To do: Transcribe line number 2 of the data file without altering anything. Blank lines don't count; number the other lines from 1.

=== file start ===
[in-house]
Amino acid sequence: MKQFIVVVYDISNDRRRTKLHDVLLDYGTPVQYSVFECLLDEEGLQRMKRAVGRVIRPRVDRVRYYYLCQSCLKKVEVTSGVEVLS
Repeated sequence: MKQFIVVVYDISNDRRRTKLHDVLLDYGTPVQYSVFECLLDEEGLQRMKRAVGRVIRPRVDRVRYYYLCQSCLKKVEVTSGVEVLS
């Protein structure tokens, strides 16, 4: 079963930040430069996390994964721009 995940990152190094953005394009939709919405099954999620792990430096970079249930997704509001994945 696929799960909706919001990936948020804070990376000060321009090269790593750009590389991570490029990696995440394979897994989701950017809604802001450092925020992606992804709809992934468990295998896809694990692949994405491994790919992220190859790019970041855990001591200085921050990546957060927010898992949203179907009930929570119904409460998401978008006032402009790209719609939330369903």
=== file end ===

Amino acid sequence: MKQFIVVVYDISNDRRRTKLHDVLLDYGTPVQYSVFECLLDEEGLQRMKRAVGRVIRPRVDRVRYYYLCQSCLKKVEVTSGVEVLS